This sauerkraut-based version of the famous Russian Cabbage Soup, also known as Sour Shchi, is comforting, hearty, and utterly delicious. The best thing – it’s even better the next day!
Guess who is back! Two years since my last recipe I am finally ready to continue the blog and introduce you to even more amazing recipes from all around the world.
For those who are interested in what I was up to while I was away: my wife and I welcomed our second son Daniel into the world in 2018, and we spent the bigger part of 2019 traveling with our kids. Madeira, Gran Canaria, lake Como in Italy, Belgium, and 2 amazing months in Taiwan. What an amazing year it was. I’ll definitely post some food related stuff from our travels here but for now – let’s dive straight into the new recipe. Good to be back!
How is your winter going? Are you getting tired of being indoors yet? Or, are you still enjoying staying cozy indoors and enjoying all of the delicious comfort foods that come with the cold season?
I seem to be in the middle somewhere, I am looking forward to warmer weather, but I am still enjoying the coziness of the colder weather and the good food that comes along with it. Let’s be real here, I love me some good comfort food recipes, how about you? Delicious comfort food is one of the best things about the winter season.
I have been craving the perfect winter comfort food lately and knew that I just had to make a delicious batch of Russian cabbage soup, known as Shchi in Russia. Just in case anyone else is feeling like they need the perfect recipe for these chilly winter days, this is it!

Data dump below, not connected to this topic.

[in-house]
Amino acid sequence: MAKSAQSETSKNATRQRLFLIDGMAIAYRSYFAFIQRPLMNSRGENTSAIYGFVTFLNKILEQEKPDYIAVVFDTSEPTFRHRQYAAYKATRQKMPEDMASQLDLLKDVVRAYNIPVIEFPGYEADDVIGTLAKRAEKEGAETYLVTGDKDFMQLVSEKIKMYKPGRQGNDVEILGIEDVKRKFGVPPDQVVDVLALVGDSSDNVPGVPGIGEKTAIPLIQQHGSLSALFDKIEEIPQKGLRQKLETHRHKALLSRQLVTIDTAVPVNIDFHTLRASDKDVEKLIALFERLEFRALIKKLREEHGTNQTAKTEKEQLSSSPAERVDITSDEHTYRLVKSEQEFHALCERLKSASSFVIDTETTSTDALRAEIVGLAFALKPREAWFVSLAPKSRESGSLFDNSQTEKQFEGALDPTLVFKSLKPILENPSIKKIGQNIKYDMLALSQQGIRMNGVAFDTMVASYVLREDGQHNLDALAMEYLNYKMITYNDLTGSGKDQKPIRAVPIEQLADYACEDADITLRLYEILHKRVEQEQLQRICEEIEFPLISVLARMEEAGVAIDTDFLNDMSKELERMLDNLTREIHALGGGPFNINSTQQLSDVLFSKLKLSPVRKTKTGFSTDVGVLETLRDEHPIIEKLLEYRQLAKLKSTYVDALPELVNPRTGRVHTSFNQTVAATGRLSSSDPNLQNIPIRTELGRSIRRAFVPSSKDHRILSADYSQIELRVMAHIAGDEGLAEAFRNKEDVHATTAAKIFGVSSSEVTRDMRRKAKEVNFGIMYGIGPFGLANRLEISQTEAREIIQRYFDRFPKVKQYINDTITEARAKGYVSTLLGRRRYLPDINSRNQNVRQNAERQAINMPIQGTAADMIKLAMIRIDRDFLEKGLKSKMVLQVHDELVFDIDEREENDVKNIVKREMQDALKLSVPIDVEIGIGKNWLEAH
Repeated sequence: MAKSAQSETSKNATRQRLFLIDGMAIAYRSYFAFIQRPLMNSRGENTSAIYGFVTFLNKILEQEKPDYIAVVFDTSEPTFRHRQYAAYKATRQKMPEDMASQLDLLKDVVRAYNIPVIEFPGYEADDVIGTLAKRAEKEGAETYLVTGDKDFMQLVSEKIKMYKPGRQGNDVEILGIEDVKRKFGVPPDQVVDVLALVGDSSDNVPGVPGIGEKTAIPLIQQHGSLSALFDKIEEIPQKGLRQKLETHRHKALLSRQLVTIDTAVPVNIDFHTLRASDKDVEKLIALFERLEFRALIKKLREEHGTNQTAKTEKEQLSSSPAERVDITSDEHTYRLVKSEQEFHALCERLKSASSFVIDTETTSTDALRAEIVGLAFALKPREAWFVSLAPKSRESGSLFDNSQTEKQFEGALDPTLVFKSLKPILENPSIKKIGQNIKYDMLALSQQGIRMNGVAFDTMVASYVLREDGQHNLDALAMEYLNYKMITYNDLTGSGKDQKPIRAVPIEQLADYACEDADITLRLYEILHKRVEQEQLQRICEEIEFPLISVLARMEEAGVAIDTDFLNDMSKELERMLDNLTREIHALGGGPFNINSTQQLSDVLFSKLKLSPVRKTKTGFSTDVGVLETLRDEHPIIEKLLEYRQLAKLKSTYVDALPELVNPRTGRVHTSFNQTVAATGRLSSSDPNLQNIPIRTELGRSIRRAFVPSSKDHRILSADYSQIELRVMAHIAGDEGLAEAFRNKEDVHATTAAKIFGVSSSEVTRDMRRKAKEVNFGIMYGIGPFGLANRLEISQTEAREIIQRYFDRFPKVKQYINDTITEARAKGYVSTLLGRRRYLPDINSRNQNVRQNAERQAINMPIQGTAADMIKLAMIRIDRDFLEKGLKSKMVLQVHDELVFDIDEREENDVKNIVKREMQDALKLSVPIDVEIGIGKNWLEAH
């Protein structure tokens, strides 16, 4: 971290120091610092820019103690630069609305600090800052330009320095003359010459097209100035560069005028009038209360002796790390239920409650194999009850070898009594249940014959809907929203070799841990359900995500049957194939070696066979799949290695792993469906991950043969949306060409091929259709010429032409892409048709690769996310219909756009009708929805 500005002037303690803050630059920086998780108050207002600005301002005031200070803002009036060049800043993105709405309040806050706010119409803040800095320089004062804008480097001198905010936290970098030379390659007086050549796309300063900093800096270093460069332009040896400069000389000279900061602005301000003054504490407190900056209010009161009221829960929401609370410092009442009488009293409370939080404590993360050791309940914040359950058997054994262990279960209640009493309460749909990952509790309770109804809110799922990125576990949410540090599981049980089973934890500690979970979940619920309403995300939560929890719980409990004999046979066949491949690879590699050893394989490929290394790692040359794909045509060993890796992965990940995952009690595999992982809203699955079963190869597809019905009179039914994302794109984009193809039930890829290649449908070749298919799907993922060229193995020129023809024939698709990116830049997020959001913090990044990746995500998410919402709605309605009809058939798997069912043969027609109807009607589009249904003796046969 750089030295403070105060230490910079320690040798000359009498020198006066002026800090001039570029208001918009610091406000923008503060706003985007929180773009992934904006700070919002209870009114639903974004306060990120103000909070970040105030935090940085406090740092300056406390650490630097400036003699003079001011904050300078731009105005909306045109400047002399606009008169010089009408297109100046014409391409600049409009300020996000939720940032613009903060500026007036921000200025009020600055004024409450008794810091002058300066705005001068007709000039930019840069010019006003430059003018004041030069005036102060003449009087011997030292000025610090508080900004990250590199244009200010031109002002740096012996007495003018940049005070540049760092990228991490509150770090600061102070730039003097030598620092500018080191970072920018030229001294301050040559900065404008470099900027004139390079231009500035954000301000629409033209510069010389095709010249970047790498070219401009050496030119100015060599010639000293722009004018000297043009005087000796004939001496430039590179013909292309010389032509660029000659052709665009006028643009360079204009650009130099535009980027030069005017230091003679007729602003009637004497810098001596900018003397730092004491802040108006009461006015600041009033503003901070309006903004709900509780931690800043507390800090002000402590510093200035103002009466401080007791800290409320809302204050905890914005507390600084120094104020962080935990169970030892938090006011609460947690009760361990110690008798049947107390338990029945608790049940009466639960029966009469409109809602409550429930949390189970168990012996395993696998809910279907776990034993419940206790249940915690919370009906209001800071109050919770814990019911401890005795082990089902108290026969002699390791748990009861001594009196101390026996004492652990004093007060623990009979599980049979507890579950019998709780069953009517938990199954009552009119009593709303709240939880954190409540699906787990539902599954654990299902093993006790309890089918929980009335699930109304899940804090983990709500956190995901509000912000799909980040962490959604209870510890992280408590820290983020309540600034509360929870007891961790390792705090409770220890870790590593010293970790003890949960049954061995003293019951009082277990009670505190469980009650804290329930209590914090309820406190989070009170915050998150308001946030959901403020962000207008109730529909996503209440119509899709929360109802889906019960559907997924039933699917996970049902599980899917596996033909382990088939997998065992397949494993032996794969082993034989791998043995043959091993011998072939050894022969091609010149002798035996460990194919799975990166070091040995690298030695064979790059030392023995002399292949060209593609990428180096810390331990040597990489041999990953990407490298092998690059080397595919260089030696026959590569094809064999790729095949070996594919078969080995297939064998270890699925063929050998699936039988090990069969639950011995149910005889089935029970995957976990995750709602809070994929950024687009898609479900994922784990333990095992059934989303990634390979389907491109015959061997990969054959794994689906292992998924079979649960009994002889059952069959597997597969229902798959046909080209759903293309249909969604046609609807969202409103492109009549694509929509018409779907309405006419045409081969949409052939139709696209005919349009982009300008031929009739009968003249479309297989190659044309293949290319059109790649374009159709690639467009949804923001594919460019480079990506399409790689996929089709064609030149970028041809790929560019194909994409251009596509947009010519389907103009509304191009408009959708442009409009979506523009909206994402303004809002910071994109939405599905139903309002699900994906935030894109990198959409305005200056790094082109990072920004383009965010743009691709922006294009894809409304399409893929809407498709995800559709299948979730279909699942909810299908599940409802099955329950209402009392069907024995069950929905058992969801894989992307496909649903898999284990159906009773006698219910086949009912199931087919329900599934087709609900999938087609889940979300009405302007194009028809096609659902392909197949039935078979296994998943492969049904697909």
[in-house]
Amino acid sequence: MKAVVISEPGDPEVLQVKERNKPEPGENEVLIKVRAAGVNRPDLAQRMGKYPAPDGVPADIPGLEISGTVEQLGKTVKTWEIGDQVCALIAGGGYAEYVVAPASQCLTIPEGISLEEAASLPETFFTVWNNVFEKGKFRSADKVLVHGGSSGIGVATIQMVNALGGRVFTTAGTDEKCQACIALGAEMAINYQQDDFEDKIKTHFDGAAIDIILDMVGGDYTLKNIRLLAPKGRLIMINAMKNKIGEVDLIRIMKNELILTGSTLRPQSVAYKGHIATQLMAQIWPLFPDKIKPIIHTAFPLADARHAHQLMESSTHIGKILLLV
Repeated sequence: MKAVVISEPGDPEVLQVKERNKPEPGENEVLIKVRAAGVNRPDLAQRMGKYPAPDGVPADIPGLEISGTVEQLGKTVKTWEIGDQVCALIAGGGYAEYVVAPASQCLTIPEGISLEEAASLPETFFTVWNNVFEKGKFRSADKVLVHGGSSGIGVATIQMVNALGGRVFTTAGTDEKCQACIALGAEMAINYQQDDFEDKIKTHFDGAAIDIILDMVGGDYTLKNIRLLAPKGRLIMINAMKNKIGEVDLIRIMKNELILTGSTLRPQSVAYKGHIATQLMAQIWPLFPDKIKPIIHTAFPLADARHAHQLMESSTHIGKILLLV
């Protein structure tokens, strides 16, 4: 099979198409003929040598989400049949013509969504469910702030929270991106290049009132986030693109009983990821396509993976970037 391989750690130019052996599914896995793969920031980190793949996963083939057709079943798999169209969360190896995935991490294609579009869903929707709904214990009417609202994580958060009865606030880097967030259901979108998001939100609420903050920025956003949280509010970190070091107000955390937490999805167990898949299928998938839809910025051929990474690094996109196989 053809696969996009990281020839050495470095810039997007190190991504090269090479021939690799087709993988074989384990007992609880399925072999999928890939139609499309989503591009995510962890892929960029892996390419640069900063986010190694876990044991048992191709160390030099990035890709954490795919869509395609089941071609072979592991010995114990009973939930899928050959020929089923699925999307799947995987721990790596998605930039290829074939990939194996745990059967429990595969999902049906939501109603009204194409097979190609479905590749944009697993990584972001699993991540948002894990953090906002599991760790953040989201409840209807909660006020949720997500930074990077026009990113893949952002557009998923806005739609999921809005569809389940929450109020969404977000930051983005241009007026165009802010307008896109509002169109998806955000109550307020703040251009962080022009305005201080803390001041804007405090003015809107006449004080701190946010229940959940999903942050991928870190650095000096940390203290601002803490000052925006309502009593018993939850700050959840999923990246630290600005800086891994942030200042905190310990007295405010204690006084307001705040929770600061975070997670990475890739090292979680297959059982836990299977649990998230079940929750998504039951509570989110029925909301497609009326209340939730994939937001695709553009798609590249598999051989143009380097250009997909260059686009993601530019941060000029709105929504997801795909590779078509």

There are two versions of this utterly satisfying soup. One features sauerkraut and is called Sour Shchi and the other one is made with fresh cabbage and is called simply Shchi. Sometimes both sauerkraut and fresh cabbage can be used. I love both but give a slight edge to the sauerkraut only version. That’s the one I will show you today!
Russian cabbage soup is one of my favorite soups to make for several reasons.
One of the reasons is the options available with it. You can use any kind of meat in it, or none at all. So it doesn’t even matter what you have on hand in your kitchen, you can still make a delicious batch.
I typically make it by using my own stock that I have made with bone-in meat (chicken, beef, etc). I then use this stock for my soup base, plus, once the meat has been picked from the bones, I use it for the meat in this soup.
If you don’t have the time to create your own base, you can use store-bought soup stock and boneless meat. If you are following a vegetarian or vegan diet, skip the meat altogether and use vegetable stock. I told you, I just love the options available with this recipe!
Another thing that makes this soup one of my favorites is that this is the type of recipe that makes delicious leftovers. After all of the flavors have time to develop together, this soup really does just get better the next day. Many Russians even leave it to rest overnight before eating it but I don’t have such patience, ha!